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Inquiry finds Catholic Church prioritised reputation over the welfare of children

9 November 2020

The Catholic Church prioritised its own reputation over the welfare of vulnerable children for decades, according to a report published today (November 10) by the Independent Inquiry into Child Sexual Abuse.

The 147 page report finds the Catholic Church's moral purpose has been betrayed by those who sexually abused children, as well as those who turned a blind eye and failed to take action against perpetrators. 

Between 1970 and 2015, the Catholic Church received more than 900 complaints involving over 3,000 instances of child sexual abuse in England and Wales. Since 2016, there have been more than 100 reported allegations each year. The true scale of abuse over the last 50 years is likely to have been far higher.

This report finds that the Catholic Church repeatedly failed to support victims and survivors, while taking positive action to protect alleged perpetrators, including moving them to different parishes. Victims described the profound and lifelong effects of abuse, including depression, anxiety, self-harming and trust issues.

In recent years, senior leaders have been resistant to external oversight and have only partially implemented the recommendations of previous reviews, such as the 2001 Nolan report and 2007 Cumberlege report.

As the most senior Catholic leader in England and Wales, Cardinal Nichols should be leading by example. However, when he apologised for the Catholic Church’s failings in our 2018 hearing, he did not acknowledge any personal responsibility or show compassion for victims in the recent cases we examined.

At times, the report finds, Cardinal Nichols has shown he cares more about the impact of child sexual abuse on the Catholic Church’s reputation than on victims and survivors.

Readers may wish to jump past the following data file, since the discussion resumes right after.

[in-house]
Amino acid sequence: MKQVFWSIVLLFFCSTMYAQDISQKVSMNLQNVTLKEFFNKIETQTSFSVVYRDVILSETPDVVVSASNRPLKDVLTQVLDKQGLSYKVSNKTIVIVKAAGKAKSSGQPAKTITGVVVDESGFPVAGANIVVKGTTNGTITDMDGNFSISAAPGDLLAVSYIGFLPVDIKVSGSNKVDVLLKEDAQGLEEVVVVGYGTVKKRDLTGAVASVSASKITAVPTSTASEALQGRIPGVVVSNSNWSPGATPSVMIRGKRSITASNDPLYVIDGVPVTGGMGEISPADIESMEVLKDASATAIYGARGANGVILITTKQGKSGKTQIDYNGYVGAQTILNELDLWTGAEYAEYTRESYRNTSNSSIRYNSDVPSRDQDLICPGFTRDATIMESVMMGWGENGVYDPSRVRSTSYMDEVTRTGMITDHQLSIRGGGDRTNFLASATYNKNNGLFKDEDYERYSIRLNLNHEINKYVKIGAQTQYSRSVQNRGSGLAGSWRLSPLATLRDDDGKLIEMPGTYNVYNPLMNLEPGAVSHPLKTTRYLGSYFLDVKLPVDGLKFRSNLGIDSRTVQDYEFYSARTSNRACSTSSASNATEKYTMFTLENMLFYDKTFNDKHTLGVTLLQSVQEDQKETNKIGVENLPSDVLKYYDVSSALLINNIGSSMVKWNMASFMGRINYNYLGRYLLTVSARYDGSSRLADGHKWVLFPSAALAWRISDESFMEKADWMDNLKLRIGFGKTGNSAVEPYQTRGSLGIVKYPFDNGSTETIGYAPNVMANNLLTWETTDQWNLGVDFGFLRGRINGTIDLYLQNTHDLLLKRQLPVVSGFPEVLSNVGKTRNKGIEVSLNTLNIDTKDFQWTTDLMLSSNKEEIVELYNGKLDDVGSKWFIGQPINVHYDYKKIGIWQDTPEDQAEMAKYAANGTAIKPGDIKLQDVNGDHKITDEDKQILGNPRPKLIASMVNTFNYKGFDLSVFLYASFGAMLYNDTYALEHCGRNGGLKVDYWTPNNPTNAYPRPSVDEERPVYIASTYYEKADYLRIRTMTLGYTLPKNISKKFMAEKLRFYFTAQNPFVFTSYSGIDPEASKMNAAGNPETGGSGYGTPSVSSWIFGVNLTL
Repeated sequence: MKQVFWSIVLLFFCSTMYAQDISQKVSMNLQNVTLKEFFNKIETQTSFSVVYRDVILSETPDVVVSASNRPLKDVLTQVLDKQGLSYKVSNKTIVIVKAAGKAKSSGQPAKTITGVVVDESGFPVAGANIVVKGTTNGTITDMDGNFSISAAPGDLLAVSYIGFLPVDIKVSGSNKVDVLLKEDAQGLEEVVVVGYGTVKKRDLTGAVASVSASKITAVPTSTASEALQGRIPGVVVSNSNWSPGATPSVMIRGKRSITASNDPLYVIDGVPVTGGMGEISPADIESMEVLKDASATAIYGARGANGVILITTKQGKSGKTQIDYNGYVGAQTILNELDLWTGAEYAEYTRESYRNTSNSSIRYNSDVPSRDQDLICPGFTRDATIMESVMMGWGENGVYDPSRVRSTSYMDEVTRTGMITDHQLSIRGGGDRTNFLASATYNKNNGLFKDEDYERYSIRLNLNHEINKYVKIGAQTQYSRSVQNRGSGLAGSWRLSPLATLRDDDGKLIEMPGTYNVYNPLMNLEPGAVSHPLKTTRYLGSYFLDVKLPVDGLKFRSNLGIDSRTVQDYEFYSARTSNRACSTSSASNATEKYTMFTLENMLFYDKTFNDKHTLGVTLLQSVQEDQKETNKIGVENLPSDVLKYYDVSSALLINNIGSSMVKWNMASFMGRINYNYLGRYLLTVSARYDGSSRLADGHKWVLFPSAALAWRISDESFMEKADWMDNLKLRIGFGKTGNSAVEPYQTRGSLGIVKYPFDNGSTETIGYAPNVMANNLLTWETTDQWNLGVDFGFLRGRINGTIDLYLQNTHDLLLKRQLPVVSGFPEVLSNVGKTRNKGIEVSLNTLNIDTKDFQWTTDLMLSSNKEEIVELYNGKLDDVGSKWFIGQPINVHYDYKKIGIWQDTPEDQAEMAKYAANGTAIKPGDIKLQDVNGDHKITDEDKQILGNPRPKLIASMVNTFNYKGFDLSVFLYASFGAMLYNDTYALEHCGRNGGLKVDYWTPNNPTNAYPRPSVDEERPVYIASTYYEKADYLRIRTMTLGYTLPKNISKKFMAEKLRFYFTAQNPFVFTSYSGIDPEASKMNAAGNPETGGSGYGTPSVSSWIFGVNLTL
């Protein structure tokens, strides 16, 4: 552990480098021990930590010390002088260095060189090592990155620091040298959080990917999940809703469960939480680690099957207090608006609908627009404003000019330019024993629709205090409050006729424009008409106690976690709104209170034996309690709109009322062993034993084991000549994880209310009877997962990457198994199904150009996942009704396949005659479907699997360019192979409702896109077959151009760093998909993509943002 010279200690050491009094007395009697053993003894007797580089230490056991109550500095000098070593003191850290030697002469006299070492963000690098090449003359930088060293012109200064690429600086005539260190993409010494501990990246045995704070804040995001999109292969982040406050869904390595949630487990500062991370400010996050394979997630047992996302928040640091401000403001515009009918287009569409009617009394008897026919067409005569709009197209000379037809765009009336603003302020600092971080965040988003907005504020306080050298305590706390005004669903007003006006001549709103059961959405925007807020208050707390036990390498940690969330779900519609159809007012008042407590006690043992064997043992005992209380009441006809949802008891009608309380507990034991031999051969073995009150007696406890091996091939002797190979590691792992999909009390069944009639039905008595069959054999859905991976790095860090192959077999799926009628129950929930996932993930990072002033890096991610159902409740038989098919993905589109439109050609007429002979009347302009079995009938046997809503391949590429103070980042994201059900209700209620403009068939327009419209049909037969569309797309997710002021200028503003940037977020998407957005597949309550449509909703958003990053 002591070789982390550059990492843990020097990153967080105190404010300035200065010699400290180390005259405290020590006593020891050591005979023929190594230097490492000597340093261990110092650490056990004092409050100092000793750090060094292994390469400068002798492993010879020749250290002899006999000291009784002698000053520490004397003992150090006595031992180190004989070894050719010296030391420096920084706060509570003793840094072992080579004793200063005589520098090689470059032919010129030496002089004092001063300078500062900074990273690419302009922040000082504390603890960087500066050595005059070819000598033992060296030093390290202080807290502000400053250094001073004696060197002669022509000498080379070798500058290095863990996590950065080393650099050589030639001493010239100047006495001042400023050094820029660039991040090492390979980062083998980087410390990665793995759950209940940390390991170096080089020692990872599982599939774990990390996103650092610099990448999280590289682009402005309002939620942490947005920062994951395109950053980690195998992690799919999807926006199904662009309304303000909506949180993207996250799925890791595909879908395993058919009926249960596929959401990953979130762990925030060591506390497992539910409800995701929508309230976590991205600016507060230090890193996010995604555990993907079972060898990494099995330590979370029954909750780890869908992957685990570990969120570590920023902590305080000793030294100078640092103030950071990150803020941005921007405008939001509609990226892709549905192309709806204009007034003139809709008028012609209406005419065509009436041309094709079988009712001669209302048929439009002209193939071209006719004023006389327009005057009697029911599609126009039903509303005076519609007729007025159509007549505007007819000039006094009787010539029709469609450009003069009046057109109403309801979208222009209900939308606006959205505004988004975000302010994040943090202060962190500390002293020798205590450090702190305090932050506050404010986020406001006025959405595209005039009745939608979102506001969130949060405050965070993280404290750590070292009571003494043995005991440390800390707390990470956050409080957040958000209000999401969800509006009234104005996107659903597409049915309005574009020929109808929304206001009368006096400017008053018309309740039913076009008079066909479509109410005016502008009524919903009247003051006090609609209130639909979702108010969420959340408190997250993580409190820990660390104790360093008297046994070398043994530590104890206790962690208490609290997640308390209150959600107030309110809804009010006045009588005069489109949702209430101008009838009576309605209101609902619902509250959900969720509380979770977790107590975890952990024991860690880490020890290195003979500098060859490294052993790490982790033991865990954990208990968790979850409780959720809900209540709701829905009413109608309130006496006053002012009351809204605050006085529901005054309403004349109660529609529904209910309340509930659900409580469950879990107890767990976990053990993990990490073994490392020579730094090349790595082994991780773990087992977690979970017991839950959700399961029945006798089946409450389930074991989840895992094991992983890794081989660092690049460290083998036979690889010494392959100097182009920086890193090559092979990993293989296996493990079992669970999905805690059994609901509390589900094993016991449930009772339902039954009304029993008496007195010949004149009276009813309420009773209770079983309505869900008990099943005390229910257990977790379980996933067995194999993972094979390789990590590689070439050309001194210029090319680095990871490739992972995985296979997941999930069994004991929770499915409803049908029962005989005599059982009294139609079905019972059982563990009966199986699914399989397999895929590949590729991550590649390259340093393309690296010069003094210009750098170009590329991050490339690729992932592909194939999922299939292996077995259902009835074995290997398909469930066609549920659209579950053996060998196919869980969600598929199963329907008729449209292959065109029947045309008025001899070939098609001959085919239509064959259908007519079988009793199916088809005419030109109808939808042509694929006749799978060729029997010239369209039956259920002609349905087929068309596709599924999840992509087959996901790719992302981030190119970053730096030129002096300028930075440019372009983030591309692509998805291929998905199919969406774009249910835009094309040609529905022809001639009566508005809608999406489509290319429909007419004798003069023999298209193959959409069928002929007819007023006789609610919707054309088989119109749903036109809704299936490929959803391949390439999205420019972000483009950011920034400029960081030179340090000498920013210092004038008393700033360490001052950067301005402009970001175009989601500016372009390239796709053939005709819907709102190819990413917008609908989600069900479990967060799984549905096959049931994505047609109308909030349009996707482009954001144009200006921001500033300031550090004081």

The Holy See and the Apostolic Nuncio, its ambassador to the UK, did not provide a witness statement to this Inquiry despite repeated requests. They had been asked about the Apostolic Nuncio’s involvement in handling child sexual abuse allegations at Ealing Abbey, as well as other issues. The Inquiry could not understand their lack of cooperation.

The report concludes that the Holy See’s actions stand in direct contrast with Pope Francis’ public statement on child sexual abuse in 2019, calling for “concrete and effective actions that involve everyone in the Church”.

The Inquiry has held seven weeks of public hearings in this investigation, including case studies into the English Benedictine Congregation and the Archdiocese of Birmingham.

It makes seven recommendations to better protect children in future, focusing on key issues including leadership, training and external auditing.

Professor Alexis Jay OBE, Chair of the Inquiry, said:

“For decades, the Catholic Church’s failure to tackle child sexual abuse consigned many more children to the same fate.

“It is clear that the Church’s reputation was valued above the welfare of victims, with allegations ignored and perpetrators protected.

“Even today, the responses of the Holy See appear at odds with the Pope’s promise to take action on this hugely important problem.

“While some progress has been made, there still needs to be lasting change to culture and attitudes to avoid repeating the failures of the past.”

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